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Brown: Is Trump reviving Reagan Democrats?

Republican presidential candidate Donald Trump signs autographs at a campaign rally in Concord, North Carolina on Monday, March 7, 2016. | Gerry Broome/AP

Mary Renkor approached her 23rd Ward early voting polling place with trepidation Monday in anticipation of doing something she says she had never done.

“I’ve changed my party to Republican,” the 65-year-old retired nurse from Garfield Ridge confided afterward.

“You wouldn’t believe how hard it was to declare. It just seems like treason or something,” explained Renkor, who said she’s “punched straight Democrat my whole life.”

The reason behind Renkor’s switch should be no surprise to anyone following the strange goings-on this election season.

“I’m voting for Trump,” she said.

Yes, Donald Trump, the current favorite for the Republican presidential nomination, has a following in Democratic territory, too.

Renkor cast her ballot at the Clearing Public Library at 63rd Place and Narragansett in the Southwest Side bungalow belt.

OPINION

Not long ago, this area was ground zero for the political phenomenon known as the Reagan Democrats — conservative, big-city Dems who altered the political dynamic in Illinois and elsewhere through their preference for the Republican president.

Is it possible that Reagan Democrats — or more likely their philosophical descendants — could be reborn in 2016 as Trump Democrats?

I regard that as a frightening possibility — and also a very real one.

While most Democrats have looked on with delight as Trump’s rise has set off a messy internal battle within the Republican Party, I’m struck by a sense of be-careful-what-you-wish-for.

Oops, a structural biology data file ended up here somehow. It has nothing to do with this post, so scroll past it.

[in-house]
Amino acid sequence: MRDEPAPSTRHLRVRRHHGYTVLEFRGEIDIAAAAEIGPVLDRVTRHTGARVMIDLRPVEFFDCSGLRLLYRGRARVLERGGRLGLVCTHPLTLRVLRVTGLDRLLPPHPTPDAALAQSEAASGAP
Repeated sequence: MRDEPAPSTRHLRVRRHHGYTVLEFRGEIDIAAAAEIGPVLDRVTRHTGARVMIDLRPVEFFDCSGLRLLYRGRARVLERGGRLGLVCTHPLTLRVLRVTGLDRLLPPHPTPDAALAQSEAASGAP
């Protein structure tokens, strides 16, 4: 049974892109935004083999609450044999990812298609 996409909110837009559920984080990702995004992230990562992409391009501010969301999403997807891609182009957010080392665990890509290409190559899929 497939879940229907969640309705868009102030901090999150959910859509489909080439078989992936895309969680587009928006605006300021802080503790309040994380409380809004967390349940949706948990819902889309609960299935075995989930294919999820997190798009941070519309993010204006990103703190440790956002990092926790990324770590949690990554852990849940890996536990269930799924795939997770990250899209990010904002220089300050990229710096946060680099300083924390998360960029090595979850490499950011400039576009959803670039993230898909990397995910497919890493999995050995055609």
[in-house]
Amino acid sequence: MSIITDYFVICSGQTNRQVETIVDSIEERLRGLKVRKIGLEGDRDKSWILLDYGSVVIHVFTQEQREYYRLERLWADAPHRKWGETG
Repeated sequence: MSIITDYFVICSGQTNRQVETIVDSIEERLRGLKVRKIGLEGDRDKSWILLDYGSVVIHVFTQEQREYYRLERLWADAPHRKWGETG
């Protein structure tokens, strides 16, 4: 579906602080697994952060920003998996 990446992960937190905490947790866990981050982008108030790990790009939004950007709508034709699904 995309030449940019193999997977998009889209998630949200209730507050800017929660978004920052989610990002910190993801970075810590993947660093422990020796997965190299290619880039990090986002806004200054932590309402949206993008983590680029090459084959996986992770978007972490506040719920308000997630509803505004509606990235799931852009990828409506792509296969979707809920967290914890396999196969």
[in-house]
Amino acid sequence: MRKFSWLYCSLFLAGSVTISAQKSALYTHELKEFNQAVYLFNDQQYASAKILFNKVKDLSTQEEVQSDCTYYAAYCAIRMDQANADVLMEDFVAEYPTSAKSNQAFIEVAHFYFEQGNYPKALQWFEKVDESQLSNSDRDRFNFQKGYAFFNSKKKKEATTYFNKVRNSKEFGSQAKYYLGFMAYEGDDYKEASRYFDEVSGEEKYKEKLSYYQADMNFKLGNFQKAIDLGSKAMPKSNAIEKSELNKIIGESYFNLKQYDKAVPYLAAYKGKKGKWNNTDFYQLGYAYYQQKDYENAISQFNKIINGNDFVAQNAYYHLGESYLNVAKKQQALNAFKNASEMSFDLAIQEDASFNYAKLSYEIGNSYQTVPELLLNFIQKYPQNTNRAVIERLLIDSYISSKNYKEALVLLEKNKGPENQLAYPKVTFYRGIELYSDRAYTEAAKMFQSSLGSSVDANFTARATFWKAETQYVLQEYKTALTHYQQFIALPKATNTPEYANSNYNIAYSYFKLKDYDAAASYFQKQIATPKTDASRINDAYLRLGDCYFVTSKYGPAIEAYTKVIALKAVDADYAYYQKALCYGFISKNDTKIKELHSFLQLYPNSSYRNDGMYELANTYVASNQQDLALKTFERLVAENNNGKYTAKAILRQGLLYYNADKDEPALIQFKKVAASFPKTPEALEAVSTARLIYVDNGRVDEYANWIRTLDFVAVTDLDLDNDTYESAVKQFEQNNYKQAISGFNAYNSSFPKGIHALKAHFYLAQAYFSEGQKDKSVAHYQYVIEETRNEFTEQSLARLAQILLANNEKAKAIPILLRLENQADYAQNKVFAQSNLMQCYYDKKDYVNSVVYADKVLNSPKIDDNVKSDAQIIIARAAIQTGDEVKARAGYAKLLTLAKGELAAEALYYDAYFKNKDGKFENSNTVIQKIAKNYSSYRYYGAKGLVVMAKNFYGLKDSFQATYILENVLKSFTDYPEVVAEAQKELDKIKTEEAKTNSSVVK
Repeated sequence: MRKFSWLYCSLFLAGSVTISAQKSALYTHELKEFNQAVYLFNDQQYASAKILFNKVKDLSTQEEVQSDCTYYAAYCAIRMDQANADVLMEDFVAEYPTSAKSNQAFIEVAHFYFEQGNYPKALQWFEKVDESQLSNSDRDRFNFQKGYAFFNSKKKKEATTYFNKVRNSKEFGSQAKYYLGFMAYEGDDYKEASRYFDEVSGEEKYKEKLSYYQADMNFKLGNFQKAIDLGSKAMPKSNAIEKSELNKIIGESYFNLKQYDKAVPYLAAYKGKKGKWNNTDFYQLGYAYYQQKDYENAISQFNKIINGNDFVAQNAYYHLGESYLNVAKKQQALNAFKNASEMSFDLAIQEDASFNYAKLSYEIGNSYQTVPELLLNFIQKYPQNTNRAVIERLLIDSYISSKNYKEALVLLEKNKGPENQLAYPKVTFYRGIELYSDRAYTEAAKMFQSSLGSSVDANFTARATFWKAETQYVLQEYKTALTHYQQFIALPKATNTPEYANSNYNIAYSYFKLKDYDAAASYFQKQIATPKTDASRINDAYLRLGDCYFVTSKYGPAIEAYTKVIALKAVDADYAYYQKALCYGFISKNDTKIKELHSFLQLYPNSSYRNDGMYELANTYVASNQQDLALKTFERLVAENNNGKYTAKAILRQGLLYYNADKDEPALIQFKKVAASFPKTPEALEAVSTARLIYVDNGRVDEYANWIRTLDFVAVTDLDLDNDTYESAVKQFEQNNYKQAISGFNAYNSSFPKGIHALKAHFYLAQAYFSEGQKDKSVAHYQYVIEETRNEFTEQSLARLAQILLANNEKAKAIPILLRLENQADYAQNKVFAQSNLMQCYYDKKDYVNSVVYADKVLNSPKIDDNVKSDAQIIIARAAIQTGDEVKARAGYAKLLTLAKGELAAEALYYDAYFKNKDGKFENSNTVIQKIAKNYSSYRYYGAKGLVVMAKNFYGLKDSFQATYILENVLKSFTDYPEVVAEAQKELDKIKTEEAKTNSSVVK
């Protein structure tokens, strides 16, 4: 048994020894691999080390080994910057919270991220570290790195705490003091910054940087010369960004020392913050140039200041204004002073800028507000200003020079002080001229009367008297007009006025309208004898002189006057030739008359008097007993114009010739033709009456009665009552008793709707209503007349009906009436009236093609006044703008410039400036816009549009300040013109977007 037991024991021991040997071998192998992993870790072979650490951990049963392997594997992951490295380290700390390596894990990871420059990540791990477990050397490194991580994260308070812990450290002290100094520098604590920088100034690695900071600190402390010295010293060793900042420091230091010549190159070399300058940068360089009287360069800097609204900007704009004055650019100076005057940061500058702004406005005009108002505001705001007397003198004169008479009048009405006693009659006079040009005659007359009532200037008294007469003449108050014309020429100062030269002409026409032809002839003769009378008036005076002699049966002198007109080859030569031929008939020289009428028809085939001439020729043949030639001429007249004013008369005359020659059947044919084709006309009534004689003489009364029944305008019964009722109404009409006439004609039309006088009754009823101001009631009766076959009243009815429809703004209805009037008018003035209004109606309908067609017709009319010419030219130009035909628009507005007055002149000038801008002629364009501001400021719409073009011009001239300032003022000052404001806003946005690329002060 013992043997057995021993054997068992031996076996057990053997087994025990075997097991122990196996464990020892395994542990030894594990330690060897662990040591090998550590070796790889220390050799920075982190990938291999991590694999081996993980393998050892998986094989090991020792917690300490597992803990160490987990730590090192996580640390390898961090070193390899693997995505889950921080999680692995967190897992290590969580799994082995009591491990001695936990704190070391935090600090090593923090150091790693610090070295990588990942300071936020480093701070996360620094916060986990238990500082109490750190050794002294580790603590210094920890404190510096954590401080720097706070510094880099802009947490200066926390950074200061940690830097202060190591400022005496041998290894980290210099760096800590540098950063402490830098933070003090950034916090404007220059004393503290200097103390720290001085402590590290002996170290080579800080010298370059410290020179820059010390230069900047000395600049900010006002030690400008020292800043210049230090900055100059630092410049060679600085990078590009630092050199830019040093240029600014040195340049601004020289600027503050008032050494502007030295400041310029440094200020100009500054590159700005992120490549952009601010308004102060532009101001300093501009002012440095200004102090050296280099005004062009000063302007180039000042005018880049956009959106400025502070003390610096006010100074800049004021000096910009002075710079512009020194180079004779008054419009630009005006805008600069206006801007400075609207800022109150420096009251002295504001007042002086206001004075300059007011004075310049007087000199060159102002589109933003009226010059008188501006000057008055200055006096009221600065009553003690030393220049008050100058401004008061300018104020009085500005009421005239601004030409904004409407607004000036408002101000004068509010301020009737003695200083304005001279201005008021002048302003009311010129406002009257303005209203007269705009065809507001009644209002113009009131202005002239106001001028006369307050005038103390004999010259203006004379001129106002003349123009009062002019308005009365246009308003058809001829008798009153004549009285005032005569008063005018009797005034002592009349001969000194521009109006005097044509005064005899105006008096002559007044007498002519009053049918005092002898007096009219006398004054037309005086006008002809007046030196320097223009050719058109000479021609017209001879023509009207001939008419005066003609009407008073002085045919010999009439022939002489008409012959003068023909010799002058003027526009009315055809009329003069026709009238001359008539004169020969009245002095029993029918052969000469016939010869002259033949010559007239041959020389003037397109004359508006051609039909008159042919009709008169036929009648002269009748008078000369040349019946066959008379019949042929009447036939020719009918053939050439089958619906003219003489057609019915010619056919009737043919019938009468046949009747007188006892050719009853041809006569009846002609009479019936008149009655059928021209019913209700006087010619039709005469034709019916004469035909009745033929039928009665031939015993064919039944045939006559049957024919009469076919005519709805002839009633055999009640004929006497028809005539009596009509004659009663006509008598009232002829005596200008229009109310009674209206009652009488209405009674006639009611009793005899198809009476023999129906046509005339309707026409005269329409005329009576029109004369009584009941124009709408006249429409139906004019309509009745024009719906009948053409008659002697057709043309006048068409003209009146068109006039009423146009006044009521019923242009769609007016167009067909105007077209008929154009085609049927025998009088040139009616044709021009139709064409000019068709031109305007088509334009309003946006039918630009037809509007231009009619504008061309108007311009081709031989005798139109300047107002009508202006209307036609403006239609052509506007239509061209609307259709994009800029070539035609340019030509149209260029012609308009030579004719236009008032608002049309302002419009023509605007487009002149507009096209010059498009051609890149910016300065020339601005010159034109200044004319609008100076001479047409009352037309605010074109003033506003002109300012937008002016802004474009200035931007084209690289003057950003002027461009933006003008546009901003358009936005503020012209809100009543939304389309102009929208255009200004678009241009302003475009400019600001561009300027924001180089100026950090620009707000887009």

The evidence is mainly anecdotal at this point, with Democratic ward committeemen reporting more Democratic voters than usual requesting Republican primary ballots this year. City election officials report only a slight uptick to 9 percent GOP primary voters from 6 percent in 2008.

Some Democrats may be taking a Republican ballot for the express purpose of voting against Trump, but I doubt there are many, especially in a year with a contested presidential race and other important contests on the ballot.

I’d actually made the drive out to the 23rd Ward to look into a related phenomena — Democratic voters who never really understood the legal requirement to declare their party until they went to vote for Trump. These voters have been caught off guard to learn that in a primary they can’t have their cake and eat it, too, meaning vote for their state and local Democrats and Trump as well.

When that happens, those angry Trump voters have found one more reason to be angry.

“People are mad because they never realized before they couldn’t vote for who they wanted,” said Larry Thomas, a poll watcher for Jason Gonzales, the Democrat trying to unseat House Speaker Mike Madigan.

Thomas, who is stationed outside the Clearing Library, said he’s been amazed at how many voters were unaware there is no ticket-splitting in a primary.

He said he spoke to three or four voters last week who emerged from the polling place to say they had written in Trump’s name on their Democratic ballot. That’s a vote that won’t count, of course, but if you’re making a statement you’re making a statement.

Kyle Schwab, another Gonzales worker, said he also heard a lot of pro-Trump, anti-Hillary Clinton sentiment last week from his sidewalk vantage point.

“It’s a more widely expressed opinion than I would have ever imagined,” he said.

One voter, mistaking Schwab for a Madigan supporter, angrily told him “you guys just lost five votes” after he learned he couldn’t vote for local Democrats plus Trump and stormed out of the polling place.

“Forget it, we’re not voting,” he said of his family, according to Schwab.

Renkor decided to just make the switch, even though it necessitated not being able to vote for Madigan.

“I like Madigan. That’s the only thing that hurts me. I feel bad about him, but sorry,” she said.

In a general election, it only gets easier to abandon the Democrats.